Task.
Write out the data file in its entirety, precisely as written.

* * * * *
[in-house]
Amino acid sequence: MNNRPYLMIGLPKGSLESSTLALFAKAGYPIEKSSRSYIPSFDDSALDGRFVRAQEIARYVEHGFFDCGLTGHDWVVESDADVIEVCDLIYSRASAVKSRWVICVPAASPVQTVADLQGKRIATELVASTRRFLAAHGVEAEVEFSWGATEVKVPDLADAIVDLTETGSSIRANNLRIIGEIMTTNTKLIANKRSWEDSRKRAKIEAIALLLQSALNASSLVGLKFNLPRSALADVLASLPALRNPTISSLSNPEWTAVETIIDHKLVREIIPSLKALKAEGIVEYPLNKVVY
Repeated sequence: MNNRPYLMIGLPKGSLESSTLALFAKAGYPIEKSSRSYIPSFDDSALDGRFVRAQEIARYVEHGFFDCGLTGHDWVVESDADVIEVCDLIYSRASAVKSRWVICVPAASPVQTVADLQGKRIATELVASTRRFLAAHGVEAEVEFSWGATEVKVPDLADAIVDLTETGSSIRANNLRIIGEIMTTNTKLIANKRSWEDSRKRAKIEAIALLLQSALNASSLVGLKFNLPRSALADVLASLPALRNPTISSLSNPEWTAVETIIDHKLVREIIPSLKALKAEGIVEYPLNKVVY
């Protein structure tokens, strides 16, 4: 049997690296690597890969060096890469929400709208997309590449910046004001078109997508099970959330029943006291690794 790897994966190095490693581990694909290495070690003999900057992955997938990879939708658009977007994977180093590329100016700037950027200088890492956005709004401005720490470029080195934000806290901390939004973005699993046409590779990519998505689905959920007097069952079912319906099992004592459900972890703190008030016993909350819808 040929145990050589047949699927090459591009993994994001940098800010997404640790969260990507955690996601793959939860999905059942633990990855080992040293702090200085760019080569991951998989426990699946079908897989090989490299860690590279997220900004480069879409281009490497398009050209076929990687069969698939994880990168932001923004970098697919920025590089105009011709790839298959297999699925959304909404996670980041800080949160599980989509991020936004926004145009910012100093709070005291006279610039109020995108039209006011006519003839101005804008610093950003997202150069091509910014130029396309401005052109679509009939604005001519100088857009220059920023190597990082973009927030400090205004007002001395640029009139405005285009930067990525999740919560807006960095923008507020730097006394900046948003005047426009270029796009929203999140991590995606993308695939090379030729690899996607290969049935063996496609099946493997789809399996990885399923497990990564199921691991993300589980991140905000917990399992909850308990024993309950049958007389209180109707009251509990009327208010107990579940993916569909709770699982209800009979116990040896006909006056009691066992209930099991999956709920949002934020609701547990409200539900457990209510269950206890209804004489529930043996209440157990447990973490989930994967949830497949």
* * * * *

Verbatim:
[in-house]
Amino acid sequence: MNNRPYLMIGLPKGSLESSTLALFAKAGYPIEKSSRSYIPSFDDSALDGRFVRAQEIARYVEHGFFDCGLTGHDWVVESDADVIEVCDLIYSRASAVKSRWVICVPAASPVQTVADLQGKRIATELVASTRRFLAAHGVEAEVEFSWGATEVKVPDLADAIVDLTETGSSIRANNLRIIGEIMTTNTKLIANKRSWEDSRKRAKIEAIALLLQSALNASSLVGLKFNLPRSALADVLASLPALRNPTISSLSNPEWTAVETIIDHKLVREIIPSLKALKAEGIVEYPLNKVVY
Repeated sequence: MNNRPYLMIGLPKGSLESSTLALFAKAGYPIEKSSRSYIPSFDDSALDGRFVRAQEIARYVEHGFFDCGLTGHDWVVESDADVIEVCDLIYSRASAVKSRWVICVPAASPVQTVADLQGKRIATELVASTRRFLAAHGVEAEVEFSWGATEVKVPDLADAIVDLTETGSSIRANNLRIIGEIMTTNTKLIANKRSWEDSRKRAKIEAIALLLQSALNASSLVGLKFNLPRSALADVLASLPALRNPTISSLSNPEWTAVETIIDHKLVREIIPSLKALKAEGIVEYPLNKVVY
């Protein structure tokens, strides 16, 4: 049997690296690597890969060096890469929400709208997309590449910046004001078109997508099970959330029943006291690794 790897994966190095490693581990694909290495070690003999900057992955997938990879939708658009977007994977180093590329100016700037950027200088890492956005709004401005720490470029080195934000806290901390939004973005699993046409590779990519998505689905959920007097069952079912319906099992004592459900972890703190008030016993909350819808 040929145990050589047949699927090459591009993994994001940098800010997404640790969260990507955690996601793959939860999905059942633990990855080992040293702090200085760019080569991951998989426990699946079908897989090989490299860690590279997220900004480069879409281009490497398009050209076929990687069969698939994880990168932001923004970098697919920025590089105009011709790839298959297999699925959304909404996670980041800080949160599980989509991020936004926004145009910012100093709070005291006279610039109020995108039209006011006519003839101005804008610093950003997202150069091509910014130029396309401005052109679509009939604005001519100088857009220059920023190597990082973009927030400090205004007002001395640029009139405005285009930067990525999740919560807006960095923008507020730097006394900046948003005047426009270029796009929203999140991590995606993308695939090379030729690899996607290969049935063996496609099946493997789809399996990885399923497990990564199921691991993300589980991140905000917990399992909850308990024993309950049958007389209180109707009251509990009327208010107990579940993916569909709770699982209800009979116990040896006909006056009691066992209930099991999956709920949002934020609701547990409200539900457990209510269950206890209804004489529930043996209440157990447990973490989930994967949830497949």